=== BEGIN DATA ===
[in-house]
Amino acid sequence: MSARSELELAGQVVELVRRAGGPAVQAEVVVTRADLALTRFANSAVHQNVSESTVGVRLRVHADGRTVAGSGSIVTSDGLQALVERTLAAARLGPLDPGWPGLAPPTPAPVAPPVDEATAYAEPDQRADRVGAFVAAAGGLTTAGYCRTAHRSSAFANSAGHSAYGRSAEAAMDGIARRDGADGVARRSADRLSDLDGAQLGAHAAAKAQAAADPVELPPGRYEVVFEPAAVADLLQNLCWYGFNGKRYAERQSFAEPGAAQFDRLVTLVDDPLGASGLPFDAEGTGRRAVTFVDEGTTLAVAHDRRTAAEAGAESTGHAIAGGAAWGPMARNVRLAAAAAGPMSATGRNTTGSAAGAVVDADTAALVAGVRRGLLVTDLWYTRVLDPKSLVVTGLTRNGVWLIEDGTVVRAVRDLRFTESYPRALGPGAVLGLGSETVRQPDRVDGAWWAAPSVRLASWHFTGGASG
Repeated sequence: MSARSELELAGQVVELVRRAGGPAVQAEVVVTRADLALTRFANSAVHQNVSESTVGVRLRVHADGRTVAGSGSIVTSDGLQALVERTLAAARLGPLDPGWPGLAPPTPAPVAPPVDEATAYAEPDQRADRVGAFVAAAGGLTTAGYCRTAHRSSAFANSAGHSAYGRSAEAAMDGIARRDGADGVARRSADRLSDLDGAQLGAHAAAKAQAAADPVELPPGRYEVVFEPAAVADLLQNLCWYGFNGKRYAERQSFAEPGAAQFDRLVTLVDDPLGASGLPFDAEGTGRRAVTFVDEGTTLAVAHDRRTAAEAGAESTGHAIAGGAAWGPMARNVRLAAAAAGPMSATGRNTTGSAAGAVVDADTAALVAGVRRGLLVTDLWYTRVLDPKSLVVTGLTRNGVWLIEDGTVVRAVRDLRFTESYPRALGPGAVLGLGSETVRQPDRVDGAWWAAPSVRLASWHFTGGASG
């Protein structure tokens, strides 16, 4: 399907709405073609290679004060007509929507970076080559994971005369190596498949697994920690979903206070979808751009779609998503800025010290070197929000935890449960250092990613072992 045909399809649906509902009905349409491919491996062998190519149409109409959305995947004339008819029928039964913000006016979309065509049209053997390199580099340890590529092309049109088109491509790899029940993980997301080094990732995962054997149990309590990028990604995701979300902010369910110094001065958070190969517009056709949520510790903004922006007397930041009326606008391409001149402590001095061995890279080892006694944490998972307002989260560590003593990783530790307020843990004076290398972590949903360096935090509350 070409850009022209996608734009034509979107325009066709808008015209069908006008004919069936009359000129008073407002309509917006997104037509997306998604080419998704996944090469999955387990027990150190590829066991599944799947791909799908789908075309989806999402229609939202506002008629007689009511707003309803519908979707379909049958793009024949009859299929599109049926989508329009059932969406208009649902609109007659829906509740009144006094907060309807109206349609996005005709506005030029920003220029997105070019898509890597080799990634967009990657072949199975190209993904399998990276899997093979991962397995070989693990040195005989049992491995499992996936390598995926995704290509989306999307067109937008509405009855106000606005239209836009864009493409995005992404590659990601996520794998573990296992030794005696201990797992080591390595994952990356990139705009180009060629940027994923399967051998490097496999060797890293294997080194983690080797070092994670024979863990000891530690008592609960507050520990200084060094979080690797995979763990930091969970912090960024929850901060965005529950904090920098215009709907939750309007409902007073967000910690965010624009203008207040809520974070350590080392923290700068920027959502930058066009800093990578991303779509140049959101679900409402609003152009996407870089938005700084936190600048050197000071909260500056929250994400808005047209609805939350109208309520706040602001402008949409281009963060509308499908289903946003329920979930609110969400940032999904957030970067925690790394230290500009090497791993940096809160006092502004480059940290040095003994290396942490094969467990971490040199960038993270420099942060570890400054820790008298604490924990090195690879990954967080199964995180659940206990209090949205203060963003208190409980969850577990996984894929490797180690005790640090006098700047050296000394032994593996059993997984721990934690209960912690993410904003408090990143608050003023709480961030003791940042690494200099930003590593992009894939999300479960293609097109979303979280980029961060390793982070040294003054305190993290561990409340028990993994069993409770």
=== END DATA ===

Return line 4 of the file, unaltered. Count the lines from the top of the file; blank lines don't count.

């Protein structure tokens, strides 16, 4: 399907709405073609290679004060007509929507970076080559994971005369190596498949697994920690979903206070979808751009779609998503800025010290070197929000935890449960250092990613072992 045909399809649906509902009905349409491919491996062998190519149409109409959305995947004339008819029928039964913000006016979309065509049209053997390199580099340890590529092309049109088109491509790899029940993980997301080094990732995962054997149990309590990028990604995701979300902010369910110094001065958070190969517009056709949520510790903004922006007397930041009326606008391409001149402590001095061995890279080892006694944490998972307002989260560590003593990783530790307020843990004076290398972590949903360096935090509350 070409850009022209996608734009034509979107325009066709808008015209069908006008004919069936009359000129008073407002309509917006997104037509997306998604080419998704996944090469999955387990027990150190590829066991599944799947791909799908789908075309989806999402229609939202506002008629007689009511707003309803519908979707379909049958793009024949009859299929599109049926989508329009059932969406208009649902609109007659829906509740009144006094907060309807109206349609996005005709506005030029920003220029997105070019898509890597080799990634967009990657072949199975190209993904399998990276899997093979991962397995070989693990040195005989049992491995499992996936390598995926995704290509989306999307067109937008509405009855106000606005239209836009864009493409995005992404590659990601996520794998573990296992030794005696201990797992080591390595994952990356990139705009180009060629940027994923399967051998490097496999060797890293294997080194983690080797070092994670024979863990000891530690008592609960507050520990200084060094979080690797995979763990930091969970912090960024929850901060965005529950904090920098215009709907939750309007409902007073967000910690965010624009203008207040809520974070350590080392923290700068920027959502930058066009800093990578991303779509140049959101679900409402609003152009996407870089938005700084936190600048050197000071909260500056929250994400808005047209609805939350109208309520706040602001402008949409281009963060509308499908289903946003329920979930609110969400940032999904957030970067925690790394230290500009090497791993940096809160006092502004480059940290040095003994290396942490094969467990971490040199960038993270420099942060570890400054820790008298604490924990090195690879990954967080199964995180659940206990209090949205203060963003208190409980969850577990996984894929490797180690005790640090006098700047050296000394032994593996059993997984721990934690209960912690993410904003408090990143608050003023709480961030003791940042690494200099930003590593992009894939999300479960293609097109979303979280980029961060390793982070040294003054305190993290561990409340028990993994069993409770």